In the hopeful novel Girl with a Future, a complicated young adult struggles to embrace the unconventional.
In Parker Ames’s down-to-earth novel Girl with a Future, a smart Canadian girl’s plans derail in the vulnerable years between the end of high school and early adulthood.
At seventeen, Angie is unhappy and restless. Her father just died, and her ideal future—which once centered on swimming, college, a job in finance, and getting away from her mother—takes a backseat while she takes over and sells his business. She proves adept at the task, but despite her talent for succeeding on her own terms, she’s unsatisfied. She postpones college and leaves for Paris.
During this transformative interlude, Angie forges a relationship with a painter and has an abortion, prompting her to go back to Canada. Once she’s home, alcohol and job-hopping fill her days until she enrolls in college. At twenty-one, though, starting college isn’t easy, and Angie ends up transferring to Vancouver in search of inspiration. Her story works toward an unresolved, abrupt conclusion.
The eventful plot is at various points both a sympathetic portrait of a risk-taker who’s trying to find her place and a familiar tale of growing up that involves sudden, sobering wake-up calls. These include a car accident, sexual assault, and self-talk about needing to change. The latter often results in bursts of productivity, after which Angie resumes her carefree habits.
Angie’s characterization is full of intriguing contradictions, such as that she seems competent but is prone to self-sabotage. However, the story moves at such speed that Angie’s contradictions are underdeveloped. For example: between first meeting her Parisian lover and becoming his art manager, several months pass, but a gulf of implied savvy occurs behind the scenes. Angie’s more clear-minded, practical decisions, such as investing in stocks, are mature compared to her impulsive judgment elsewhere. Repetitive drinking scenes and forthright explanations of Angie’s thoughts and feelings are painful and sometimes circuitous—a picture of what it’s like to teeter between uncertainty and confidence.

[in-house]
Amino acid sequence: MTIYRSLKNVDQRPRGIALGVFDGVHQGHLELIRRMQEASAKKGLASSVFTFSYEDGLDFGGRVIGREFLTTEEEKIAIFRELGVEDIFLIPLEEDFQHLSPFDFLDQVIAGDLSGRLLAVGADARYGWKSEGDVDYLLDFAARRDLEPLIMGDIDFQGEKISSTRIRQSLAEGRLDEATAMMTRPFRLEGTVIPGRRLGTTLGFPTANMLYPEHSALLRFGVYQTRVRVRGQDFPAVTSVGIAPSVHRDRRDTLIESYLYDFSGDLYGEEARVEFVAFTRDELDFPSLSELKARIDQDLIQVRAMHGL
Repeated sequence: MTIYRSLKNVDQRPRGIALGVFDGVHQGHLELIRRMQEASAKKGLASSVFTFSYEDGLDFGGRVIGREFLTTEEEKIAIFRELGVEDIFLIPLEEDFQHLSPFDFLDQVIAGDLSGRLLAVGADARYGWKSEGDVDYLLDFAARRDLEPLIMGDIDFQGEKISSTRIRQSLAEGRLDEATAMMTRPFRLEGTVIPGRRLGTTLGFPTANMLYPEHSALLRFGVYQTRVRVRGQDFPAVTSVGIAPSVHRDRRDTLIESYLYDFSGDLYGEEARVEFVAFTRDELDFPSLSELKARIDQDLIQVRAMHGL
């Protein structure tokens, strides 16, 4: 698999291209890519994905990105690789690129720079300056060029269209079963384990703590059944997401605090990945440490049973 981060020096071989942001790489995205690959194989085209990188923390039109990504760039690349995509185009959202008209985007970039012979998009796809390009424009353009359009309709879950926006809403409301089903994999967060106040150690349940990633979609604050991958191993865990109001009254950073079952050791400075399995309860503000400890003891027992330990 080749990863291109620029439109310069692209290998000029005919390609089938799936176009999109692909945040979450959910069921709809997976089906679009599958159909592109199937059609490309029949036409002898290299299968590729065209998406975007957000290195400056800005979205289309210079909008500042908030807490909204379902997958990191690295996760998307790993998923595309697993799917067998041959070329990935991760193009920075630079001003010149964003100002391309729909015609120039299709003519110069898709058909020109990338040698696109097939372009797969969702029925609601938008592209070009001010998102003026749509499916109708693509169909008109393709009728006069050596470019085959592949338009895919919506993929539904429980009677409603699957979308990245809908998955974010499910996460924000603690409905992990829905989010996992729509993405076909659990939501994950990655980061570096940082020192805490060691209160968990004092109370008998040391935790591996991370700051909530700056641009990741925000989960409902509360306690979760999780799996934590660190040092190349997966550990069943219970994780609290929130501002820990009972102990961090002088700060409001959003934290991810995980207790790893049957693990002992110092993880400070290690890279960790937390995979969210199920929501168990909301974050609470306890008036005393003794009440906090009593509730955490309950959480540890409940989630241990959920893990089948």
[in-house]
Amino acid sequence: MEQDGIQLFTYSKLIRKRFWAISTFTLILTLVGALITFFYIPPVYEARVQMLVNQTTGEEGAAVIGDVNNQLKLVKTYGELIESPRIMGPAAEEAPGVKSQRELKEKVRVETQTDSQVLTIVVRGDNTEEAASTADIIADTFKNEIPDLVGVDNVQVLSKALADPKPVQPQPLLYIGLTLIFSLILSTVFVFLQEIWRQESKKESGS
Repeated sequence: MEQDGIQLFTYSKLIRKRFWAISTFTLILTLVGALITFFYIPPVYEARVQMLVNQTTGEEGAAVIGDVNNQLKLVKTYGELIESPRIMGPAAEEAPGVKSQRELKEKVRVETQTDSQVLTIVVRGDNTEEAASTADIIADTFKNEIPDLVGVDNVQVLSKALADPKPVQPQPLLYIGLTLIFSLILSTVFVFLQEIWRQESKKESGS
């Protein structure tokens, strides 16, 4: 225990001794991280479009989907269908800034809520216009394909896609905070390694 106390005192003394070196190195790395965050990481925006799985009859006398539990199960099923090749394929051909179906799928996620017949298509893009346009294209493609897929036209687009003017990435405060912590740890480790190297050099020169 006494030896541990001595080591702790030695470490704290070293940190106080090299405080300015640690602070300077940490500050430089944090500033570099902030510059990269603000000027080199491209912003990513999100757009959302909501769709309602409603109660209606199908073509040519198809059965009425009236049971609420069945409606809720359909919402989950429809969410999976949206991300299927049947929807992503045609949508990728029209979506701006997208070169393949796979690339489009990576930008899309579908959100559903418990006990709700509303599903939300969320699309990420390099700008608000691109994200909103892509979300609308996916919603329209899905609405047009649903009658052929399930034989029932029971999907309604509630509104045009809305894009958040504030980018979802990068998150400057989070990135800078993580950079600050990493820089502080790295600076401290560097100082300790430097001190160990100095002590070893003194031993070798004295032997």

Angie’s realistic romances and friendships reflect her shortcomings and capture the awkwardness of first sexual encounters. Angie’s habit of holding people at a distance is clear, too. Most of Angie’s relationships fade, their short-lived nature reflecting her self-sufficiency; however, that there’s no other strong character means that the reading experience is uneven. So much emphasis is placed on Angie herself that it’s tough to see her from a balanced perspective. The winsome, late arrival of Samuel, an aspiring screenwriter, provides Angie with necessary warmth and insight. The conversations between them are tender, though the book concludes too soon for Angie and Samuel’s relationship to fully develop.
In the hopeful novel Girl with a Future, a complicated young adult struggles to embrace the unconventional on her rocky path to coming of age.
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